The Waste Conundrum

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By Jim Musslewhite, President, Oncology Convergence, Inc

The issue of waste is not nearly as simple as the Centers for Medicare & Medicaid Services’ (CMS) policies would lead one to believe. In fact, the following will attempt to illustrate the various scenarios encountered in the oncology setting and the possible outcomes and inconsistencies that can occur with any waste policy that is adopted in the oncology setting. For the sake of this example, we will use only one drug to illustrate the complexity of the issue. The drug used in this example is Genentech’s Avastin. The HCPCS code used to properly bill for Avastin is J9035 and the code accounts for 10mg of Avastin for every unit billed. Avastin is available in 100mg and 400mg vial sizes. Both Vial sizes are SDPF vials or single-dose preservative-free vials. Genentech’s package insert states that the preservative-free vials are stable for eight hours after dilution if stored between 36-46 degrees Fahrenheit. Additionally, Genentech’s dosage and administration guidelines state “Discard any unused portion left in vial, as the product contains no preservatives.” It should also be noted that the possibility exists that each Avastin vial probably contains overfill. Overfill is defined as an amount sufficient to ensure that the full dose can be obtained when the bulb of a syringe is taken into account. CMS does not permit that overfill be billed due to the fact that it was not purchased.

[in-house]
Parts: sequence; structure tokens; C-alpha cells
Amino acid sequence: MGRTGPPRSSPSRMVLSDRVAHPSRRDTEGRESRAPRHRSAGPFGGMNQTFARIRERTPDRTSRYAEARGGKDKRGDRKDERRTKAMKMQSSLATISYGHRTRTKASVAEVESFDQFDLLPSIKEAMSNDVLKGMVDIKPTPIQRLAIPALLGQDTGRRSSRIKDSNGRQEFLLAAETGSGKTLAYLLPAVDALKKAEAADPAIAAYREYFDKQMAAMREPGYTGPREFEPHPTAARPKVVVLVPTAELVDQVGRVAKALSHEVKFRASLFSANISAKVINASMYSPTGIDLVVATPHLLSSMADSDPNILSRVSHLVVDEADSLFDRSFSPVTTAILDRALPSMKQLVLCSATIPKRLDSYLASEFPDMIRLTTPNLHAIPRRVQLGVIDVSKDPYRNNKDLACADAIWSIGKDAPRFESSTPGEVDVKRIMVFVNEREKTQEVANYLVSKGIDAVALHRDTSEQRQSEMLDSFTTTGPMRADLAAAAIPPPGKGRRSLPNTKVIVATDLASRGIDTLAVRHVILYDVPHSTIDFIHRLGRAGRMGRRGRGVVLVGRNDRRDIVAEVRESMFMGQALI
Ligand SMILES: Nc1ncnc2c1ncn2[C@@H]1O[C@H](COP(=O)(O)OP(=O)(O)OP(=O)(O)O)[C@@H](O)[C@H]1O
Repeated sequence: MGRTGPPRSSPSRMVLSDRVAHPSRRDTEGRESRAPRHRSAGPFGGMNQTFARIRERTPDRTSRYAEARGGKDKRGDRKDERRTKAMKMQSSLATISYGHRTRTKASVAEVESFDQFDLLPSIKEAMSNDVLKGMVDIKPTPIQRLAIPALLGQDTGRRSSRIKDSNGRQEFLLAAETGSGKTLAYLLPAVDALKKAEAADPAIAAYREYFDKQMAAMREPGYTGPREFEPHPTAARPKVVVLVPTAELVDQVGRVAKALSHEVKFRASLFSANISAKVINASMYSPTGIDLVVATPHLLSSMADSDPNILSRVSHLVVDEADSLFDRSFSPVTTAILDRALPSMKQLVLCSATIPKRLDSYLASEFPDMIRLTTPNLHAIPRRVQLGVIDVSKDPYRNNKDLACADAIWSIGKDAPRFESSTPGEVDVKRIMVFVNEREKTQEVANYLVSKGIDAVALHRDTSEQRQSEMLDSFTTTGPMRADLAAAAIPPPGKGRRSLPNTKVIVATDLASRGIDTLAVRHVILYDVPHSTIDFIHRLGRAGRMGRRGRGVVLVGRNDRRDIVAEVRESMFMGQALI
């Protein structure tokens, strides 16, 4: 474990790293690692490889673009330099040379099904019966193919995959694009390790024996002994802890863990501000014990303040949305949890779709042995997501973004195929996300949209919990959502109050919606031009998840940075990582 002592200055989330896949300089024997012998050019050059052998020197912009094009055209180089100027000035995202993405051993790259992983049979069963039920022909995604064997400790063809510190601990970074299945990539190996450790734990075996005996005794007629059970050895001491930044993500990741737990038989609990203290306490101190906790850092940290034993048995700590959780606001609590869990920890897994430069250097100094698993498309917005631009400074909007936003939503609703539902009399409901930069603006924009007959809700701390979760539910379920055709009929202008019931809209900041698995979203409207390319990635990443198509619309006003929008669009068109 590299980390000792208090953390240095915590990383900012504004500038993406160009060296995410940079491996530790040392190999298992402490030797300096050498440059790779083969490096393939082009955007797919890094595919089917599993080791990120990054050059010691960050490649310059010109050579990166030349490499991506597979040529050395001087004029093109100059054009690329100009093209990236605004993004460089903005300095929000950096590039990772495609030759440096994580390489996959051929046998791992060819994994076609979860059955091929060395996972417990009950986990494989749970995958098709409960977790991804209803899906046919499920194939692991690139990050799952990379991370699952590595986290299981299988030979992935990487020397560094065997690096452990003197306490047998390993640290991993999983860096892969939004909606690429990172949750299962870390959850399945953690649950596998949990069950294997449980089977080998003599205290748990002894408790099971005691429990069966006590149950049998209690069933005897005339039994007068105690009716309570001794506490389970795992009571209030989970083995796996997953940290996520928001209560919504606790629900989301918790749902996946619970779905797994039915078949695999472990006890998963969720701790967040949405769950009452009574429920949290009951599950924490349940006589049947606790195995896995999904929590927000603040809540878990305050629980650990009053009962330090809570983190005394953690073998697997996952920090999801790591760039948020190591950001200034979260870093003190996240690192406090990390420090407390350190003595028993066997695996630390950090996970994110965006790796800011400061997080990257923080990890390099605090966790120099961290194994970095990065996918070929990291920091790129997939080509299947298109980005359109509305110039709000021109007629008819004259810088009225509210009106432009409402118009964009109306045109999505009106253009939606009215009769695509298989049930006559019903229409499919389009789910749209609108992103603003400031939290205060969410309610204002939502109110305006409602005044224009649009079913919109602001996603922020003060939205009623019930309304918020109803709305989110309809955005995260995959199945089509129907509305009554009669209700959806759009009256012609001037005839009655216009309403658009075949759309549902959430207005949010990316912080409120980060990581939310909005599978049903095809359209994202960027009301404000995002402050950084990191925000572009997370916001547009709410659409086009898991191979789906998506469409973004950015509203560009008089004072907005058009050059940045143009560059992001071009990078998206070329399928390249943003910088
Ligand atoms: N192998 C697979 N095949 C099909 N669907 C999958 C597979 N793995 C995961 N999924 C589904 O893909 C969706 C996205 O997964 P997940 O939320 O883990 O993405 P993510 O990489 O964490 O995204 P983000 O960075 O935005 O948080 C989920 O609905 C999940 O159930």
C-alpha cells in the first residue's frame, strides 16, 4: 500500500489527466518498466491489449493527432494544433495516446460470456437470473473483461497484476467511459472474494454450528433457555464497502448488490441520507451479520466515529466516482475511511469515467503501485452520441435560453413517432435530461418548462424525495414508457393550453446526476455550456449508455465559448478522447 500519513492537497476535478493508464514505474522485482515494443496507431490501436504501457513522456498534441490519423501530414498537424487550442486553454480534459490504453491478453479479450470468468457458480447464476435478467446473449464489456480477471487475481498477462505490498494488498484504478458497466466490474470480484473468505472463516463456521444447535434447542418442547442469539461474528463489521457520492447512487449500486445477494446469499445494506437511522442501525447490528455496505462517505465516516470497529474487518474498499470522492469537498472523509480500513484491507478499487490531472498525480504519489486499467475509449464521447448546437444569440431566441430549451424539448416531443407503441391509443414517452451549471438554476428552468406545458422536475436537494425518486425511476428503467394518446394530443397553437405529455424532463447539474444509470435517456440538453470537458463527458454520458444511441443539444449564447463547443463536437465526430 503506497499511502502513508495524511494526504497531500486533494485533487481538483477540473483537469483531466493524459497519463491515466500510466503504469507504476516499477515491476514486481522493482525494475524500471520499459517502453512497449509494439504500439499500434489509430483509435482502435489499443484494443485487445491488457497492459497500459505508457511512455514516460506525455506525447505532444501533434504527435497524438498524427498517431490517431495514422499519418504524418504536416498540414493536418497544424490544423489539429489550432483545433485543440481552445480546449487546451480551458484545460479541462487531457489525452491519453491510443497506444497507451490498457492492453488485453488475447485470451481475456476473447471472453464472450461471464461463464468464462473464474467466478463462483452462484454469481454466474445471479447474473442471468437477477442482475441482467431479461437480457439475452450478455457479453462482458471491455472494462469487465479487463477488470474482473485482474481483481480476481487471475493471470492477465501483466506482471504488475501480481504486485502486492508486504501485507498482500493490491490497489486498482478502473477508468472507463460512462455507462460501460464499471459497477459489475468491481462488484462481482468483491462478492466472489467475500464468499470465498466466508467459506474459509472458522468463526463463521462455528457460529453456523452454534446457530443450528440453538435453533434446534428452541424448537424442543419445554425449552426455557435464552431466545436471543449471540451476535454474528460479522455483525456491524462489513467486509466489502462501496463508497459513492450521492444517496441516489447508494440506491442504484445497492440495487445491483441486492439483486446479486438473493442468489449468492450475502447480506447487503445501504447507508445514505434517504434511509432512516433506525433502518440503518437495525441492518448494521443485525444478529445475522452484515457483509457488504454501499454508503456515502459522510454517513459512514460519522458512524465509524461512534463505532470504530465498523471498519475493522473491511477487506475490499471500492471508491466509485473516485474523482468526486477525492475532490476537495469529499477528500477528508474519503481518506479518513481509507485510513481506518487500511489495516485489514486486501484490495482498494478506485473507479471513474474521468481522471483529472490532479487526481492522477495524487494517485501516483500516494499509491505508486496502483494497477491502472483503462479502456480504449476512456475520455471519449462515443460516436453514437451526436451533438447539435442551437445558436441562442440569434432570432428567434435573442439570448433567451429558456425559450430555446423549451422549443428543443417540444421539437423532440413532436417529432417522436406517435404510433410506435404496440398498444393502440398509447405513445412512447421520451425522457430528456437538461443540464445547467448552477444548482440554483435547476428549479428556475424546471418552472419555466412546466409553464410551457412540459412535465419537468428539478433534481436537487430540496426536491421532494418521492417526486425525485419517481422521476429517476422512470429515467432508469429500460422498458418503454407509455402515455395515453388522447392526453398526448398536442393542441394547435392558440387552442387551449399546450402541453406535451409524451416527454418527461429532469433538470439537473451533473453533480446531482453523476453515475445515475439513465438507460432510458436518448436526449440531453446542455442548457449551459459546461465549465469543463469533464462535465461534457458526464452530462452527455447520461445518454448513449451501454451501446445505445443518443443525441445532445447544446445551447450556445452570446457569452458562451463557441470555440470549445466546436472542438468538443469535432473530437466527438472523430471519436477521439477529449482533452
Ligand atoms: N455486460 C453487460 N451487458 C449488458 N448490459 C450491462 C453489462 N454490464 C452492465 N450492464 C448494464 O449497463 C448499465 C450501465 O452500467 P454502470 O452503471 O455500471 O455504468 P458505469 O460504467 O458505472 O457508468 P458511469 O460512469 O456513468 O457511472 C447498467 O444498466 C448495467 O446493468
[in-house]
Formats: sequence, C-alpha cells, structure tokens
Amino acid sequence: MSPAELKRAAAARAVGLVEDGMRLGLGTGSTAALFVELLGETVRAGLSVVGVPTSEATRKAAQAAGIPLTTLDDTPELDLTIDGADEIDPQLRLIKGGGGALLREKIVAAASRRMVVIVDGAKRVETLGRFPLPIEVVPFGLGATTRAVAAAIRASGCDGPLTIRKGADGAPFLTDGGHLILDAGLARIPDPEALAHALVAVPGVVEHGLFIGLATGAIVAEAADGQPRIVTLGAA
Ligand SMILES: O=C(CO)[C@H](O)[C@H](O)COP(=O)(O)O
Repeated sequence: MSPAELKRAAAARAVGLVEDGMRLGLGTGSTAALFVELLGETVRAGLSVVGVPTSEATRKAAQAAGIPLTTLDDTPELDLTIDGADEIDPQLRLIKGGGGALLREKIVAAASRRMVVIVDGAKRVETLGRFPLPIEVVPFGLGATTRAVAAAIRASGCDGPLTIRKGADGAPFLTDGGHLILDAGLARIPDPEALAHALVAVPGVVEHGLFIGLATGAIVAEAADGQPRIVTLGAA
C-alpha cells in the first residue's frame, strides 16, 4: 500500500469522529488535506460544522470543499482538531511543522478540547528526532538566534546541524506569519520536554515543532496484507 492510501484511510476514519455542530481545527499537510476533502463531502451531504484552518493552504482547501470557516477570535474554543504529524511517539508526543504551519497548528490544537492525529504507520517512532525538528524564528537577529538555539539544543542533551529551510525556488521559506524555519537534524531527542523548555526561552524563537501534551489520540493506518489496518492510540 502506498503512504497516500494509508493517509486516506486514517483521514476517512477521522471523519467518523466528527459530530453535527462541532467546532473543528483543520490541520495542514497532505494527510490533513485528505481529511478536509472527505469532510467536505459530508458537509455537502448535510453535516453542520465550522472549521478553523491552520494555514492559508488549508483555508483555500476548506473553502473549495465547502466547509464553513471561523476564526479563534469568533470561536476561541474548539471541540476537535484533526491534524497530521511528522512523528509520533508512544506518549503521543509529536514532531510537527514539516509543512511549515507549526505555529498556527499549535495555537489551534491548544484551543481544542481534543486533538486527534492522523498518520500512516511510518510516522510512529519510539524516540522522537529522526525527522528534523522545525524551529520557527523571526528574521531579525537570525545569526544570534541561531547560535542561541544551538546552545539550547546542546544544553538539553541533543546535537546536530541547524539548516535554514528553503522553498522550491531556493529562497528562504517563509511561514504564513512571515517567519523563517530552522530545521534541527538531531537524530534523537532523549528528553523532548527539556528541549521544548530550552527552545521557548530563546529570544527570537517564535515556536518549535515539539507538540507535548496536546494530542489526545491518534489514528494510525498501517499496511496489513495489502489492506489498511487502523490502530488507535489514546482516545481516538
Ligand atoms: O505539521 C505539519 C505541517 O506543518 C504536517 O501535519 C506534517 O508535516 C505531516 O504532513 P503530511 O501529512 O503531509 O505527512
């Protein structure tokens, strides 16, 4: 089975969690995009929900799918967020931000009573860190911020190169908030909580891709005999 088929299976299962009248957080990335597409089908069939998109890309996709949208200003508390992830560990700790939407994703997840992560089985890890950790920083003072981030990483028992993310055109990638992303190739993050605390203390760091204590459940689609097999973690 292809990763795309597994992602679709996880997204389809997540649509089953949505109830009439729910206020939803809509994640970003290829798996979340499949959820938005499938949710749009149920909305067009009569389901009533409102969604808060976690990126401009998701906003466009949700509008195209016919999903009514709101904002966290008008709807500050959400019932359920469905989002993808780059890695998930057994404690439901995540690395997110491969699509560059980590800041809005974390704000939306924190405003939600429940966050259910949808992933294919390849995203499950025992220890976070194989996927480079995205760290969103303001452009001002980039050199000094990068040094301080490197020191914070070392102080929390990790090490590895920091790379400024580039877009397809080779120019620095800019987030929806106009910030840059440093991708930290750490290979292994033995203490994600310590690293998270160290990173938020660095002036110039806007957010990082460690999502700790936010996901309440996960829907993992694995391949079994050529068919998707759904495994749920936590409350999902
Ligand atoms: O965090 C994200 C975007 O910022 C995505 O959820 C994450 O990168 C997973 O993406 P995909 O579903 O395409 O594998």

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About Jim Musslewhite

Jim Musslewhite, MBA, MSF - President & Chief Executive Officer Jim works every day to enhance the value that OCI brings to its clients and partners. With an undergraduate degree in engineering and graduate degrees in business and finance, he can quickly distill complex problems and provide sound solutions.Before acquiring the business that would become OCI, he worked as a construction engineer. He quickly grew that role to be the lead architect for the modernization of the entire business process and installation of software systems. After that experience, he soon found himself structuring acquisitions and turn arounds as a business process consultant at a L.B.O./turnaround firm.After forming Oncology Convergence, Inc. in 2006, he began applying those skills to his own business. He and his team quickly modernized the internal processes at OCI and began their long- standing emphasis on applying technology to business problems. This has fostered a full understand of how to properly integrate and optimize the technology used in oncology practices.Always moving forward, Jim and the team at OCI worked with UNM to modernize their oncology revenue cycle. OCI found that its intricate understanding of free-standing operations translates into true expertise when those practices are being folded into a hospital system.Outside of work, Jim enjoys playing hockey, skiing and spending time with his wife and two children.